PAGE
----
Portfolio Performance

  • In 2Q21 the Fund underperformed its benchmark.1
  • The Fund generated positive total returns primarily due to our credit allocations. The fund’s lower duration2 relative to the benchmark drove fund underperformance in Q2.
  • Strategic exposure generated positive total returns but relative underperformance due to the Fund’s lower duration and higher USD exposure. The Fund’s exposure to foreign currencies marginally contributed to total returns over the period. Most European currencies ended higher versus the dollar, supported by the growth recovery and a ramp up in vaccination rollouts. Duration positioning contributed as global sovereign yields moved lower in most major economies.
  • Opportunistic strategies contributed positively in terms of total return.
  • Macro-driven currency strategies were neutral.
  • In opportunistic macro duration, our underweight duration bias in the United Kingdom and the US were negative as global yields moved lower during the quarter. The US Treasury curve flattened aggressively after the June Federal Open Market Committee (FOMC) meeting as markets perceived a reduced risk of the Fed ‘falling behind the inflation curve’.
  • In opportunistic credit strategies, our allocations to investment grade, high yield and securitized each contributed as spreads continued to tighten over the quarter amid strong economic data and ongoing global growth.
PERFORMANCE %
 
CUMULATIVE %
(as of 10/31/2021)
AVERAGE ANNUAL TOTAL RETURNS %
(as of 10/31/2021)
YTD 1YR 3YR 5YR 10YR SI
Hartford World Bond I -0.79 -0.34 2.22 2.05 2.51 2.78
Benchmark -6.32 -3.55 3.97 1.98 0.96 ---
Morningstar World Bond Category -3.79 0.11 3.69 2.12 1.11 ---
 
CUMULATIVE %
(as of 9/30/2021)
AVERAGE ANNUAL TOTAL RETURNS %
(as of 9/30/2021)
YTD 1YR 3YR 5YR 10YR SI
Hartford World Bond I -0.13 0.42 2.58 2.17 2.64 2.87
Benchmark -5.93 -3.33 3.73 1.35 1.06 ---
Morningstar World Bond Category -3.36 0.71 3.37 1.76 1.40 ---

Performance data quoted represents past performance and does not guarantee future results. The investment return and principal value of an investment will fluctuate so that an investor's shares, when redeemed, may be worth more or less than their original cost. Current performance may be lower or higher than the performance data quoted.

SI = Since Inception. Fund Inception: 05/31/2011

Operating Expenses: Net 0.74 | Gross 0.74

 

Portfolio Positioning & Market Outlook

  • Over the quarter, we marginally increased the Fund’s duration to 2.70 years driven by a shift to a long bias in opportunistic duration as a stall in the global economic recovery and the spread of the COVID-19 delta variant could lead to renewed lockdowns. We increased our exposure in countries where we believe there is too much optimism priced in about policy normalization (US and Sweden) while reducing exposure in countries where policymakers have signaled imminent hikes (New Zealand).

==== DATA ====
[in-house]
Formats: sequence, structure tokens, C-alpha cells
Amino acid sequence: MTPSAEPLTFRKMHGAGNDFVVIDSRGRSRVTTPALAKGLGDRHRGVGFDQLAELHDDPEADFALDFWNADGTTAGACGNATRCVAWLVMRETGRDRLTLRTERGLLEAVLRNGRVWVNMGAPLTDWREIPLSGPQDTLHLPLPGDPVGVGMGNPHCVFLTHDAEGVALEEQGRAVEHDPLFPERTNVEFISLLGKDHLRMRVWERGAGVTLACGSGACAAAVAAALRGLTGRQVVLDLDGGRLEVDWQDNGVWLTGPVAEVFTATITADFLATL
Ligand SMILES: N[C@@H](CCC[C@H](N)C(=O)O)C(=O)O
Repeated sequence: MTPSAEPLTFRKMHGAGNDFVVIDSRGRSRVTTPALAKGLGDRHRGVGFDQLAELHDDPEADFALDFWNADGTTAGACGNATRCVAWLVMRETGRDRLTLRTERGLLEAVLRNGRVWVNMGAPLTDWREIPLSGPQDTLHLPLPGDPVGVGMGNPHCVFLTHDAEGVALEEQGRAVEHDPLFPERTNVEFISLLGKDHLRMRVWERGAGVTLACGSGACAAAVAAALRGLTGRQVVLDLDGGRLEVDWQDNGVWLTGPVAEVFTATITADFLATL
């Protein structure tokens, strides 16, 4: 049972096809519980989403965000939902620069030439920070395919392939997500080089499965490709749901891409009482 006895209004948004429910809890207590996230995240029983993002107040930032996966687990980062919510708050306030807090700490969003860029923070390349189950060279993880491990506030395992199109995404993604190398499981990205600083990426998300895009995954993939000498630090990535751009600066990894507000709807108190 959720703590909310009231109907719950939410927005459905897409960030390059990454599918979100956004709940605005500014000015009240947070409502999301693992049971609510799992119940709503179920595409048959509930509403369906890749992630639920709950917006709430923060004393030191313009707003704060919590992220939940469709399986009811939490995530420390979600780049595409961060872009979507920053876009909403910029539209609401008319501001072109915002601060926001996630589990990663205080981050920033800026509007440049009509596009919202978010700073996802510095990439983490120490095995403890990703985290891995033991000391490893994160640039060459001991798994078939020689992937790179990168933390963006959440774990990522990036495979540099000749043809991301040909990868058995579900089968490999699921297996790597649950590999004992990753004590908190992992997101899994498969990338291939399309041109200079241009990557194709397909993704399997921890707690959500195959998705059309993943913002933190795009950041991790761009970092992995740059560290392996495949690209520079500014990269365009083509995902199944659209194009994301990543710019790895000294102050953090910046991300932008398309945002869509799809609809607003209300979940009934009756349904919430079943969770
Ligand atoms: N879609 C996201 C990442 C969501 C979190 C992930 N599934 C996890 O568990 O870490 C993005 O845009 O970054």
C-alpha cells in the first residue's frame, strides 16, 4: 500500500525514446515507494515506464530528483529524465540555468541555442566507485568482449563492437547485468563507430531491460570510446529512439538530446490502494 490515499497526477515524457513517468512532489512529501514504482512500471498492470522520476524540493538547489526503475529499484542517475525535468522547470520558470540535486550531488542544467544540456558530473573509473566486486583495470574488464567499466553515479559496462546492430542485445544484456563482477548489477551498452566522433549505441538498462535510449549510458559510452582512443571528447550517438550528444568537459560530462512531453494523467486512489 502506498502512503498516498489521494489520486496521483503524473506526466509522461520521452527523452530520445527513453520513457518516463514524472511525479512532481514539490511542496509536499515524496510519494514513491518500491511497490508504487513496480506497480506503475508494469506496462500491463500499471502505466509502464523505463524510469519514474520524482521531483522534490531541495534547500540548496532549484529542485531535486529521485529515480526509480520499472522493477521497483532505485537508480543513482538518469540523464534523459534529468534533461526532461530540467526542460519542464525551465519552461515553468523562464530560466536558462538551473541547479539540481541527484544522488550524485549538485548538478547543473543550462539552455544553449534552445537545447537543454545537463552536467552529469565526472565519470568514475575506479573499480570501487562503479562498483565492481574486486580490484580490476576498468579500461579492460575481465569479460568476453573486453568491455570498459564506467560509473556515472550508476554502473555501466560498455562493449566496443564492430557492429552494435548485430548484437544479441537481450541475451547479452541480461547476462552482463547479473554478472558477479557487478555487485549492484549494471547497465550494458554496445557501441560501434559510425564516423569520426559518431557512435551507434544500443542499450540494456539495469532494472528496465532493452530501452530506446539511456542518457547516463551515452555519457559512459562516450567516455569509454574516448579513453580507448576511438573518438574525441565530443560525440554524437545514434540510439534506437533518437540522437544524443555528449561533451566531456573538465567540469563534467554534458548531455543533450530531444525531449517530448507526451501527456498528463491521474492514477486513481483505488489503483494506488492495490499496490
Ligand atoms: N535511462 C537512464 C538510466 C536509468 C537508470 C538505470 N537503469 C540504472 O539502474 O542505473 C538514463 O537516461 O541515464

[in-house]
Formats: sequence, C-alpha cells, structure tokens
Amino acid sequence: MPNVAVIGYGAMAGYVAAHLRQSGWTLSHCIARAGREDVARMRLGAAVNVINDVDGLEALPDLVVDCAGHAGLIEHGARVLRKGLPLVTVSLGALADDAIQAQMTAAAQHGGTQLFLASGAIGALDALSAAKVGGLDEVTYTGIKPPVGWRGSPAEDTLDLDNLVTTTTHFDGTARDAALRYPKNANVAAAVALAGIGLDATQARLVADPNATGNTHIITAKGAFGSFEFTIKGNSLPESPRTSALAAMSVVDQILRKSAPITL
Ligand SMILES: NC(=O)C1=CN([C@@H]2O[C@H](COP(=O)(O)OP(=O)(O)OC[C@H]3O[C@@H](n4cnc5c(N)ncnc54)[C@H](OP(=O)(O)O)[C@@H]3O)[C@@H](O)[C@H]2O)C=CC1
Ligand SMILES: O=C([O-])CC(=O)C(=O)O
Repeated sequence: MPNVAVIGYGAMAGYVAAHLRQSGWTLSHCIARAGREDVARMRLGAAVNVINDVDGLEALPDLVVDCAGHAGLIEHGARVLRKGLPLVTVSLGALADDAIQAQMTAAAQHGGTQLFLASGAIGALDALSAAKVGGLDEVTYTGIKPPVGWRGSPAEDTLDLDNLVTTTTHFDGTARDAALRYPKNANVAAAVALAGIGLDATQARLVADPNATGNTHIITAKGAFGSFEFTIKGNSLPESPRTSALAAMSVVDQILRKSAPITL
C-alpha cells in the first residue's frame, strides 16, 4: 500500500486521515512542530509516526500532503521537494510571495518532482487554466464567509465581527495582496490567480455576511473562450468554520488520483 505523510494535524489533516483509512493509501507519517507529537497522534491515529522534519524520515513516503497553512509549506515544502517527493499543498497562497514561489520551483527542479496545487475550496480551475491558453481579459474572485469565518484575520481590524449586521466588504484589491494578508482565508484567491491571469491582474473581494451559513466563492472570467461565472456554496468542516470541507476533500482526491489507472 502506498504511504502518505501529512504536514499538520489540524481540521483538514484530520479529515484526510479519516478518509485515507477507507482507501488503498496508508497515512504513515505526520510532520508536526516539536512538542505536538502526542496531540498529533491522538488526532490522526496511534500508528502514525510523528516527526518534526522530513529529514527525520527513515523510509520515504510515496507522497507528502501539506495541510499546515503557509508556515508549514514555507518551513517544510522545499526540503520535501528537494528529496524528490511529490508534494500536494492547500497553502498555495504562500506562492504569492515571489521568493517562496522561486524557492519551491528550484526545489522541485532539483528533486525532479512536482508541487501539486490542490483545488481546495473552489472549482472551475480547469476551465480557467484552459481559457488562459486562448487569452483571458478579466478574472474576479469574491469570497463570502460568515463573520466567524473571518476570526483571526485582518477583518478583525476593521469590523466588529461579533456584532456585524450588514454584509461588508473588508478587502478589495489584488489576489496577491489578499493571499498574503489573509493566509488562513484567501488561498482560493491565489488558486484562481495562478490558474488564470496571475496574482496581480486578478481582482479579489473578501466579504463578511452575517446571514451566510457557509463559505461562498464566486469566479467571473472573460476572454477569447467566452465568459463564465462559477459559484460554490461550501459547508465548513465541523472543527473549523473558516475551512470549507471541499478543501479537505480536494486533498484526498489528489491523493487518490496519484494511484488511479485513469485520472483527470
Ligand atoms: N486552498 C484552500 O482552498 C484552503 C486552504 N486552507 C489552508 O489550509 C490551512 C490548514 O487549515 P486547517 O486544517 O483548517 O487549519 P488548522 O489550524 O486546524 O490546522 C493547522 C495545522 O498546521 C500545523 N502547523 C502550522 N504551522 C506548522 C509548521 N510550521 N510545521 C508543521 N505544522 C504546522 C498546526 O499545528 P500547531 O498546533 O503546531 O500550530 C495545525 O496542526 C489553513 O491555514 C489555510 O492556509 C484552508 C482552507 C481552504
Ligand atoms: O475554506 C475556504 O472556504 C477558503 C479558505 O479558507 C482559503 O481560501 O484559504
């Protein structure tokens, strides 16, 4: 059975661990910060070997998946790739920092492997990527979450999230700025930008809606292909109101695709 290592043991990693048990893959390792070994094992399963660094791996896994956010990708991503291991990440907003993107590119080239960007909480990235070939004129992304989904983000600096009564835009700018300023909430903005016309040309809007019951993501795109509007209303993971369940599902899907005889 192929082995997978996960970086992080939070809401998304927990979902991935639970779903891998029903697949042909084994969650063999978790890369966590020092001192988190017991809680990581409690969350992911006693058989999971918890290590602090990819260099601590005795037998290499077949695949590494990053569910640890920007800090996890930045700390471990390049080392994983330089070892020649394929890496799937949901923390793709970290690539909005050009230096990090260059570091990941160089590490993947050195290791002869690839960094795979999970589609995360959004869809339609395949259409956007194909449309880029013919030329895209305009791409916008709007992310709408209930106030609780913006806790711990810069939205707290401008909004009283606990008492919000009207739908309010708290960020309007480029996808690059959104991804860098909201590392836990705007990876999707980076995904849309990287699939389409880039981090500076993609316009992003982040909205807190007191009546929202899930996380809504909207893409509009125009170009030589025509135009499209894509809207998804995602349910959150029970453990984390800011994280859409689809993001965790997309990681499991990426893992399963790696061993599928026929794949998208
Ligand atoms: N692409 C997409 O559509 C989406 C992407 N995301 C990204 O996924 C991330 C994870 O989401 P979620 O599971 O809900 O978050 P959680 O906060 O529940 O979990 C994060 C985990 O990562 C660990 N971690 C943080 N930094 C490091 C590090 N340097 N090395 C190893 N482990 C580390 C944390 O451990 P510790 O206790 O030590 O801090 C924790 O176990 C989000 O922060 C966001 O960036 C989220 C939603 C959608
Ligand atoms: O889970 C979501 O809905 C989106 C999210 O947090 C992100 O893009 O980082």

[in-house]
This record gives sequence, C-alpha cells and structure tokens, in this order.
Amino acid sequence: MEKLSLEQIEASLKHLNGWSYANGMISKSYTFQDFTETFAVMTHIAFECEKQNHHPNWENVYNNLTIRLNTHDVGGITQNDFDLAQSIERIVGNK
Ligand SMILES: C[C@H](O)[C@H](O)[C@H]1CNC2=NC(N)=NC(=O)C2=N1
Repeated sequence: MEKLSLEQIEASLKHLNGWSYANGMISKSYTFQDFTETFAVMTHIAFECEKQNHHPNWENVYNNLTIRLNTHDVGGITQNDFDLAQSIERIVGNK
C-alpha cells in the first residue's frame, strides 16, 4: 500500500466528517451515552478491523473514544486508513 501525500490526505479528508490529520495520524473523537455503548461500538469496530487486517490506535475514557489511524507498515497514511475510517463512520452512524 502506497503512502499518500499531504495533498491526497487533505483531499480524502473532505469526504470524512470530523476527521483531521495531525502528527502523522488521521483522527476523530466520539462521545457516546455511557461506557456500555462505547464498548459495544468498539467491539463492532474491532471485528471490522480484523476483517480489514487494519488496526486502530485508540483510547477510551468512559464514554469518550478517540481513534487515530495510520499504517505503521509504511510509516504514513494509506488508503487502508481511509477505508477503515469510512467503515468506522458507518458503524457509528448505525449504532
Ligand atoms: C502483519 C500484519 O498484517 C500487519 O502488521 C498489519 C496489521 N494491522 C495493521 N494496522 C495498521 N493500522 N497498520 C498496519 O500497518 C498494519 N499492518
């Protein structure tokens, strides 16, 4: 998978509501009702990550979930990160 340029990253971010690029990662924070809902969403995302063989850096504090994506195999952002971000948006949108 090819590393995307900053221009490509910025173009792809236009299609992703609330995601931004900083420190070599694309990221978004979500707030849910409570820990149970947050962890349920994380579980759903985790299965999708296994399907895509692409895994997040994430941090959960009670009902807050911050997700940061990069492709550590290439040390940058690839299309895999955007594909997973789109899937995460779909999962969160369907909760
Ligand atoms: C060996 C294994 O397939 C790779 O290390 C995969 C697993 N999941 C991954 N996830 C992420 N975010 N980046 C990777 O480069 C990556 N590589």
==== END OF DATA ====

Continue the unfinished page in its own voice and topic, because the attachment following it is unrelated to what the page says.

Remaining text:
• In currency, we retain a high USD exposure given the Fed’s recent hawkish pivot. Our non-USD exposure is mainly split across currencies where policymakers have indicated a desire to hike policy rates such as the New Zealand Kiwi, Norwegian Krone, and South Korean Won. In opportunistic currency, we are short select Emerging Market currencies as the Fed’s recent hawkish pivot in concert with US economic outperformance could pressure select high-beta3 currencies.
  • The Fund’s exposure to credit sectors remains opportunistic in nature. We remain long in investment grade, high-yield, and securitized sectors.

Sector Exposure (%)

As of 6/30/21

Contribution to Duration (%)

As of 6/30/21 Fund Benchmark1
United States 22.32 29.48
Australia 21.65 1.52
Canada 18.15 1.36
Norway 13.67 0.12
China 13.37 ---
Supranational 10.85 ---
South Korea 8.82 ---
Sweden 6.15 0.20
Germany
-6.12 6.00
United Kingdom -11.00 8.30

Currency Exposure (%)

As of 6/30/21 Fund Benchmark1
US Dollar 98.68 37.22
Chinese Renminbi 5.00 ---
New Zealand Dollar 2.86 ---
Norwegian Krone 2.11 0.21
South Korean Won 1.33 ---
Canadian Dollar -0.46 1.77
Euro Currency -0.66 33.66
Turkish Lira -1.34 ---
South African Rand -1.85 ---
Offshore Chinese Renminbi -4.83 ---

 

Important Risks: Investing involves risk, including the possible loss of principal. Security prices fluctuate in value depending on general market and economic conditions and the prospects of individual companies. The Fund may allocate a portion of its assets to specialist portfolio managers, which may not work as intended. ● Fixed income security risks include credit, liquidity, call, duration, and interest-rate risk. As interest rates rise, bond prices generally fall. ● Foreign investments may be more volatile and less liquid than U.S. investments and are subject to the risk of currency fluctuations and adverse political, economic and regulatory developments. These risks may be greater, and include additional risks, for investments in emerging markets or if the Fund focuses in a particular geographic region or country. ● Investments in high-yield (“junk”) bonds involve greater risk of price volatility, illiquidity, and default than higher-rated debt securities. ● Mortgage-related and asset-backed securities’ risks include credit, interest-rate, prepayment, and extension risk. ● Derivatives are generally more volatile and sensitive to changes in market or economic conditions than other securities; their risks include currency, leverage, liquidity, index, pricing, regulatory and counterparty risk. ● The Fund may invest in a smaller number of issuers, so it may be more exposed to risks and volatility than a more broadly diversified fund. ● Restricted securities may be more difficult to sell and price than other securities. ● Obligations of U.S. Government agencies are supported by varying degrees of credit but are generally not backed by the full faith and credit of the U.S. Government. ● The purchase of securities in the To-Be-Announced (TBA) market can result in higher portfolio turnover and related expenses as well as price and counterparty risk. ● The Fund may have high portfolio turnover, which could increase its transaction costs and an investor’s tax liability.